The Kids Are Alright
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The San Jose Sharks are short on young talent. That is what made saying no to sending your youngest player and only All-Star representative all the easier for GM Doug Wilson.
But beyond Logan Couture, there are four talents 25 and under who have the potential of being in the top half of their unit's depth charts by next season: Justin Braun, Jason Demers, Marc-Edouard Vlasic (the third defenceman spot currently being his) and Tommy Wingels.
All of them could have been lost by then. Instead, it looks like Wilson is keeping them all.
He committed to two of the three on his blue line, re-signing Braun to a three-year deal and Pickles to a five-year extension. He also locked up Wingels for two years and has thus far declined to trade Demers.
As far as worrying about having to relocate, the kids are alright.
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Why do the San Jose Sharks have so few young talents? Because unlike the bargain payroll teams, they are laden with veteran talent that relegates their young players to less ice time they need to develop into veteran talent.
Dan Boyle, Douglas Murray, Joe Thornton and Patrick Marleau were all key players over all four of Todd McLellan's seasons as coach, and all are going to be at least 33 before the end of next season. Brad Stuart, Martin Havlat and Michal Handzus have probably also had their best hockey seasons already.
Not that these players are ready for retirement.
Boyle is the highest scoring defenceman in the league in his time under McLellan that represents the best four-year period of his career. He has developed a defensive game, ranking in the top-50 in the league in blocked shots last season.
Thornton has developed into an elite forward on the defensive end as well. His drop in points has more to do with that focus than it does with age.
Marleau is still among the fastest, most-skilled players in the NHL. Murray battled injuries, but prior to that had his two best seasons.
But they are almost old enough to be from my generation. I'm talkin'bout my g-g-g-g-generation that would actually think references to The Who are not totally outdated and no longer relevant to most of the people who read blogs online...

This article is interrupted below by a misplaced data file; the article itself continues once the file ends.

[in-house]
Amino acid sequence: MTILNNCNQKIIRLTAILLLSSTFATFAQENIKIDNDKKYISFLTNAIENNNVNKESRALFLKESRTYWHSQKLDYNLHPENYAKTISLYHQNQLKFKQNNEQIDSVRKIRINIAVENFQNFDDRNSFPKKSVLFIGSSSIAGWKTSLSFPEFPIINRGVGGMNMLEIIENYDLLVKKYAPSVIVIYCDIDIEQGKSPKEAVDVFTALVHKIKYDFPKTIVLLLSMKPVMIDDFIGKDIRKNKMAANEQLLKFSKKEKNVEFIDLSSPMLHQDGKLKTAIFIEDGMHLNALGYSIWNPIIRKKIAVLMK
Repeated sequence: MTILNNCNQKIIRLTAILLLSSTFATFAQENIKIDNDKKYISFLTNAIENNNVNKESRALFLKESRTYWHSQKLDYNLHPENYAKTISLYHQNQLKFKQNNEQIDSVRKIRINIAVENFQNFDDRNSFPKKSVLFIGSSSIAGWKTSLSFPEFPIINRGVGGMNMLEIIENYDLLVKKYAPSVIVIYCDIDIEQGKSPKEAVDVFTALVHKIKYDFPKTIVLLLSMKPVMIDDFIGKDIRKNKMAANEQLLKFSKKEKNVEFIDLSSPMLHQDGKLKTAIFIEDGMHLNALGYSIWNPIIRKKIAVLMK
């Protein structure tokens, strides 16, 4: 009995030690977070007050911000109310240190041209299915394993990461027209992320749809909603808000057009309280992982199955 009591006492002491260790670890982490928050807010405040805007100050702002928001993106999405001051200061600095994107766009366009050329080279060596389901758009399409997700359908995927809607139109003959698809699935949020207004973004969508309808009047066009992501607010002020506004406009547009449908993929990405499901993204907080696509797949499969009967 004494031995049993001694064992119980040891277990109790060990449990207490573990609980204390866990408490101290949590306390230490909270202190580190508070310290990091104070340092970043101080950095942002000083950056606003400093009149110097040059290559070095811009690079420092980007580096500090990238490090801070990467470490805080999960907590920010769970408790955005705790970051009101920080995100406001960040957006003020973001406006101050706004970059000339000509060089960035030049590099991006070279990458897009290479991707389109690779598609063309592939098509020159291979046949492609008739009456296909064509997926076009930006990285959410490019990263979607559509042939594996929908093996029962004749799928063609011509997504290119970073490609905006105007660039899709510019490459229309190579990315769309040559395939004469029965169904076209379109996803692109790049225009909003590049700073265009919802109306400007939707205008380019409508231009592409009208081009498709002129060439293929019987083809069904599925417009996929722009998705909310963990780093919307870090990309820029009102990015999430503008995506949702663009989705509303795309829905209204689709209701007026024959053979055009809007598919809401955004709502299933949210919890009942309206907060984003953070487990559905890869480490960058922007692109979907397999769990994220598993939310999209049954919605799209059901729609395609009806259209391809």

Right now, the San Jose Sharks have the look of an elite franchise. They have made more playoff and conference finals appearances, won more division titles and playoff series and had a better regular season point percentage than anyone but the Detroit Red Wings.
But they have no conference titles much less Stanley Cup rings. They are the only California team left without a title when they were thought to have the best chance of winning one right before the lockout.
In the process of chasing that elusive Cup, they have mortgaged their future. They have traded away four first-round picks in eight years and have almost no legitimate prospects for stardom left in their system.
Then they took a step back last year. Aging teams rarely get better, so one has to consider their perennial status as contenders a facade unless the Sharks can get closer than six wins from a title.
In other words, their eminence front is a put-on. (Look up the lyrics to the song, kids.)
Won't Get Fooled Again
The President's Trophy is not a championship. If it were, San Jose Sharks GM Doug Wilson would be the second-best in the game.
The Sharks have been picked to win the trophy that does matter, the Stanley Cup, by a large number of prognosticators ever since taking making it to the Western Conference Finals in 2004. Each year they have not, there has been optimism that the team made the right moves.
Even I picked them to win it in 2009, and Sharks fans often accuse me of being a pessimist. But no matter Wilson's changes, the one constant has been the end result: Pessimism 8, optimism 0...
Meanwhile, the GM he replaced won a title with the coach he fired in Los Angeles. They are also a younger team that is poised to compete for titles longer than some Sharks will keep playing the game.
In the immortal words of George W. Bush: "Fool me once, shame on you. Fool me twice...we won't get fooled again!"
I'm Free/We're Not Going to Take It
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Bill Guerin left the San Jose Sharks and won Lord Stanley's Cup two seasons later. The next year, Brian Campbell duplicated the two-year turnaround.
Perhaps there is something about the atmosphere around HP Pavilion. While high-pressure systems keep rain from falling, a low-pressure fanbase that maintains optimism year after year keeps streamers from raining down on the Shark Tank.
For this, I allow a B-side to the single. (B-sides were on the other side of small vinyl singles we called 45s because the were played at 45 revolutions per minute instead of 33 like the albums...oh, never mind!) And no, that B-side is not a song Twisted Sister made famous...
Through it I make this statement to Sharks fans: I'm free of setting myself up to be disappointed because I see this team lacking a championship mentality.
Join me in saying "We're not going to take it!"
It is time for some tough love and raising the bar for what is acceptable in San Jose.